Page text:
Anyway, the nice thing about birthday parties for elementary school kids is that you no longer have to be on constant high-alert in case some three year-old decides to eat glass on your watch. From kindergarten on, you can take a less vigilant stance during the party and actually step back and observe the insane social dynamics between the kids. In doing so, I have identified seven different types of children who you’ll likely run into at a kids’ birthday party. These children are the ones who make throwing a party at home particularly taxing, so you’ll want to be able to spot them in a crowd.*

The Clinger

There are two types of Clingers. In preschool, the Clinger tends to arrive to any party stuck to a parent like a tick on a dog. You’ll often find her hiding out behind or between her mommy or daddy’s legs and no amount of balloons, candy or fun party games will tempt The Clinger to disengage from a parent. The three most terrifying words to a Clinger are “drop off party.” The other type of Clinger is generally just a slightly older version of the first. This Clinger will have worked up the gumption to allow a parent to drop her off at the party (sometimes after protracted negotiations), but still requires a host body on which to attach. That host body is you. If you get a Clinger, you’ll be working with a serious disability when it comes to party production duties. It will be kind of like attempting to throw a birthday party and run a three-legged race at the same time. Good luck with that.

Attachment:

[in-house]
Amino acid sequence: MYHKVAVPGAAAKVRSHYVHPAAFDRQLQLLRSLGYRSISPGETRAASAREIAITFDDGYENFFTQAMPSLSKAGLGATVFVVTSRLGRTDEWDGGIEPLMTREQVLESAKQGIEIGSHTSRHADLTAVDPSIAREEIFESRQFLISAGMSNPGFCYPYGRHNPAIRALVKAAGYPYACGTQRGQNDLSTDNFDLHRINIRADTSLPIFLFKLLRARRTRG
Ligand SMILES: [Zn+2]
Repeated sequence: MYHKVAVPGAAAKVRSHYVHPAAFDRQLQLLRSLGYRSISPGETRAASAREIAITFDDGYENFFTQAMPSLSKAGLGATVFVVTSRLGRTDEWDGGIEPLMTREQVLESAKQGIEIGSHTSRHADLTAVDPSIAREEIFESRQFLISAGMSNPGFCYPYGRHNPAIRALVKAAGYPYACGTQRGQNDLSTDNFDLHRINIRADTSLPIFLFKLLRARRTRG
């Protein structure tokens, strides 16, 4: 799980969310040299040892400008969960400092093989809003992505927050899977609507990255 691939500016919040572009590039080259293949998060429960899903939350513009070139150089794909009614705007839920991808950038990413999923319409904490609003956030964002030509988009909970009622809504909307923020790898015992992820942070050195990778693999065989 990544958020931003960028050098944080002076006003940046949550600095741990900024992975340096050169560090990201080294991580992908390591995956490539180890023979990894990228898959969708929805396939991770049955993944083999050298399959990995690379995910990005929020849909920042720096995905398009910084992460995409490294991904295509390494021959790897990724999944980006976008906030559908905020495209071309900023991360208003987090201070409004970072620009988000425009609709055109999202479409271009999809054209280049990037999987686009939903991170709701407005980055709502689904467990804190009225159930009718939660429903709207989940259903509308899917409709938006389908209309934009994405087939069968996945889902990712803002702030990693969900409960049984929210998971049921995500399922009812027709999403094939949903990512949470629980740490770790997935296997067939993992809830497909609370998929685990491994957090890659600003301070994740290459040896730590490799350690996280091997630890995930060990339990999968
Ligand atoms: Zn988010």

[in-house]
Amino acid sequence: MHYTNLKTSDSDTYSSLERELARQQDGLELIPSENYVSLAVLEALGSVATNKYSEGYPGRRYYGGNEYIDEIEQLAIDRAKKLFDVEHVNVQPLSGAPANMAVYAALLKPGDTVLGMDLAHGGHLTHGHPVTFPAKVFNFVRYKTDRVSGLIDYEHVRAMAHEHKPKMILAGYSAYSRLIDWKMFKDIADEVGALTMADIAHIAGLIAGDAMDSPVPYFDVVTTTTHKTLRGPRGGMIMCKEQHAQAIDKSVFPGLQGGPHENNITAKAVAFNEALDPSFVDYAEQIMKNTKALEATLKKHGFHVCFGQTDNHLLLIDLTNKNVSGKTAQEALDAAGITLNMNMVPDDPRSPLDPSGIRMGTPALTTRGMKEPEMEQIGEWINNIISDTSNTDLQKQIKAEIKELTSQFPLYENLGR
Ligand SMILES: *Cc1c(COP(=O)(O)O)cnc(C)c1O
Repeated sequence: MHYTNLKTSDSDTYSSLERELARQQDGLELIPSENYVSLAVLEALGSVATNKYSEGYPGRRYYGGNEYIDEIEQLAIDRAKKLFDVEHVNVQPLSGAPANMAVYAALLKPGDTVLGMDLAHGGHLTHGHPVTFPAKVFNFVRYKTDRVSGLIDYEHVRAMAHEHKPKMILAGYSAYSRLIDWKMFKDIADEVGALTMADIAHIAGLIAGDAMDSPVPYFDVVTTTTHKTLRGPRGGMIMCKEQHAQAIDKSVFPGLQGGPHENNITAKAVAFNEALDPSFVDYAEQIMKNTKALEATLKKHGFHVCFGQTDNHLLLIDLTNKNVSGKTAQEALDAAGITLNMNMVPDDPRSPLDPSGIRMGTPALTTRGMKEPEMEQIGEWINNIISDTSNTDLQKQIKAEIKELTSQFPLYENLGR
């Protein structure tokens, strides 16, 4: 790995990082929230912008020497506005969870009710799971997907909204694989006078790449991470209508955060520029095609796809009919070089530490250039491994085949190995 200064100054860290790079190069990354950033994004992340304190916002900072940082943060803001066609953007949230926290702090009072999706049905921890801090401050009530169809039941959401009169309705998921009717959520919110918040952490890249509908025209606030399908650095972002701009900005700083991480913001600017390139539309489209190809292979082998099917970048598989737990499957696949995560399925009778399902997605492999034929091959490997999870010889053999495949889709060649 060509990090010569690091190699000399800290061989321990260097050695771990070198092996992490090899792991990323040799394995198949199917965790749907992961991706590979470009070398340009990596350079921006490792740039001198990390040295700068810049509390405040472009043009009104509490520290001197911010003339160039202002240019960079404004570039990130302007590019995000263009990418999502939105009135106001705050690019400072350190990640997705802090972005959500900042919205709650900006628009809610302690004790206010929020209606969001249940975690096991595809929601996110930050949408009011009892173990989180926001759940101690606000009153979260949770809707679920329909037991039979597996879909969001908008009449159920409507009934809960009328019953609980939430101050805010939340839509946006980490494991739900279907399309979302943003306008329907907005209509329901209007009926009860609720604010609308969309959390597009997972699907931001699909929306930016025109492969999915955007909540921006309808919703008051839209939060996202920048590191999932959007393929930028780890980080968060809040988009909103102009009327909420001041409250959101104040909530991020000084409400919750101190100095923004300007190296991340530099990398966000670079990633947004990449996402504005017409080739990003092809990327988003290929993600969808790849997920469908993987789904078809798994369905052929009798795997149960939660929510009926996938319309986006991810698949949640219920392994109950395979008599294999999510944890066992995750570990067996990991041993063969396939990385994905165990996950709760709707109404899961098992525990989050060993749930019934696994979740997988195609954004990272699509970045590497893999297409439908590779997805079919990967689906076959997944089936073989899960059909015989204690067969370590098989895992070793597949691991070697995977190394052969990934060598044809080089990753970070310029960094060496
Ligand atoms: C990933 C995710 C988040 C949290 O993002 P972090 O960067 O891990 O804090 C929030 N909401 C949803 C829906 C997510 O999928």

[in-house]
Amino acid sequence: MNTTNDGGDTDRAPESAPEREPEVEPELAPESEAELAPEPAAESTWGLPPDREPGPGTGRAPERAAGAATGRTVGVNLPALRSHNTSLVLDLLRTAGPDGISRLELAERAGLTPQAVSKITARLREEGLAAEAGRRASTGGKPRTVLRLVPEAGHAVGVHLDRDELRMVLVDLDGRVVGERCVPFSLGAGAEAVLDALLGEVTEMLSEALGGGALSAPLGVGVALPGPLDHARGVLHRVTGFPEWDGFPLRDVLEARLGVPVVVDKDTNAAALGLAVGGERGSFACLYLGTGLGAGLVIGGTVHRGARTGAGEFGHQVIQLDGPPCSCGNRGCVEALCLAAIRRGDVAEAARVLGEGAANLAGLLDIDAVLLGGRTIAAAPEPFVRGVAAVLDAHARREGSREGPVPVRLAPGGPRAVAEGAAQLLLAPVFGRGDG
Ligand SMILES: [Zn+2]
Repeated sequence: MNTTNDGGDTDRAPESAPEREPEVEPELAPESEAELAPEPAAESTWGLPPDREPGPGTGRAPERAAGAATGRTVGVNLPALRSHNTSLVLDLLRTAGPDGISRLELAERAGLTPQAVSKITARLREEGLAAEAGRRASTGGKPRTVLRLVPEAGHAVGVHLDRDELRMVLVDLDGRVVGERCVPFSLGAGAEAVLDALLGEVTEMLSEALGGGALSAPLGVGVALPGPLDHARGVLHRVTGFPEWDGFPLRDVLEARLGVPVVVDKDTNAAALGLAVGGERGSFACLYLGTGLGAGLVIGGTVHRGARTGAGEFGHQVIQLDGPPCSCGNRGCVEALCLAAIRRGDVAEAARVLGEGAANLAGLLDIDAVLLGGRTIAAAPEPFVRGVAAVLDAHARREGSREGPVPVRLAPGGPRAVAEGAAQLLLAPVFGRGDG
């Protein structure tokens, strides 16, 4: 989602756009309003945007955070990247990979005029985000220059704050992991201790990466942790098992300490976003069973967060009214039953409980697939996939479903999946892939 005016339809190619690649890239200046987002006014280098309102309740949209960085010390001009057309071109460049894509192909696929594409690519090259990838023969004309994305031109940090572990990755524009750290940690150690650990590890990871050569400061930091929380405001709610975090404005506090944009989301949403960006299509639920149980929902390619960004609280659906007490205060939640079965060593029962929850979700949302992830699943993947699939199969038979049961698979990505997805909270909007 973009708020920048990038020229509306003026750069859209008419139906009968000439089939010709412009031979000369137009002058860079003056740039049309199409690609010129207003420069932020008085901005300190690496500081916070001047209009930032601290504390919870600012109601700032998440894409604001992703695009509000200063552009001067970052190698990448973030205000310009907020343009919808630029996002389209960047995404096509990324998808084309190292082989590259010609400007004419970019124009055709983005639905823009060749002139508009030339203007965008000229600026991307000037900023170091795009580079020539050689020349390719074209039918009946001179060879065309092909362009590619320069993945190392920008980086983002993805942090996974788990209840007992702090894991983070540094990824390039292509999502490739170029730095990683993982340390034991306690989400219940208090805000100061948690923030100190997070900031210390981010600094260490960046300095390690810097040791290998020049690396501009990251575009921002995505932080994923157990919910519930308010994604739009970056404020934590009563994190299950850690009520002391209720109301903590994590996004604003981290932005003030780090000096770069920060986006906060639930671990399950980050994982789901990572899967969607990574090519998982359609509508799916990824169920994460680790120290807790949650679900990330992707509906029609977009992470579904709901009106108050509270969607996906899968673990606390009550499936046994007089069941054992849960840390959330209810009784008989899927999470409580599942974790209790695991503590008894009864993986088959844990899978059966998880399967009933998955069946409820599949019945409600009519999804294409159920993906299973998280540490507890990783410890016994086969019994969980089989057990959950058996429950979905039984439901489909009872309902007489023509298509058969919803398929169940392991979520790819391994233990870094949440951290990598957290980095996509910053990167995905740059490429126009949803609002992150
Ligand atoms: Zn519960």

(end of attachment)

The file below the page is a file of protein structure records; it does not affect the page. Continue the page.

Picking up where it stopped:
The Tattletale

Tattletales are generally easy to identify. The Tattletale is the kid who interrupts you repeatedly throughout the party to report that Henry took the last blue balloon, Ella cut in the line to get into the bouncy house, Michael took two pieces of cake, Aidan poked him with the pinata stick, etc., etc., etc… The Tattletale is generally harmless, but extremely annoying.

The Critic

The Critic is the naysayer of the party. One must be careful with The Critic because, depending on the level of her influence on the group, The Critic can do serious damage to the mood and flow of the party. Say, for instance, you’ve allotted twenty minutes to play a party game that The Critic deems “babyish.” If she is a thought leader (to borrow an annoying social media term from Ad Man), her disapproval will spread quickly throughout the group. You’ll then have a mutiny on your hands along with an extra twenty minutes of kid entertaining time that you need to fill. The Critic will often be heard saying things like, “Do you have mint chip ice cream? I don’t like vanilla,” “Why would a girl have a superhero party?!,” and “Magic is stupid.” Delightful child.

The Fly-By

The Fly-By is the kid who is scheduled up to his eyeballs. He’s generally not a problem because he rarely stays in one place long enough to cause trouble, but he does make planning a bit difficult. The Fly-By’s mom RSVPs to every party with a “maybe” explaining that Fly-By would love to join in the festivities, but he’ll have to try to stop by between bar mitzvah lessons, his baseball game, kung fu and a casting call for a cereal commercial. Actual sightings of the Fly-By tend to be rare.

The Monopolizer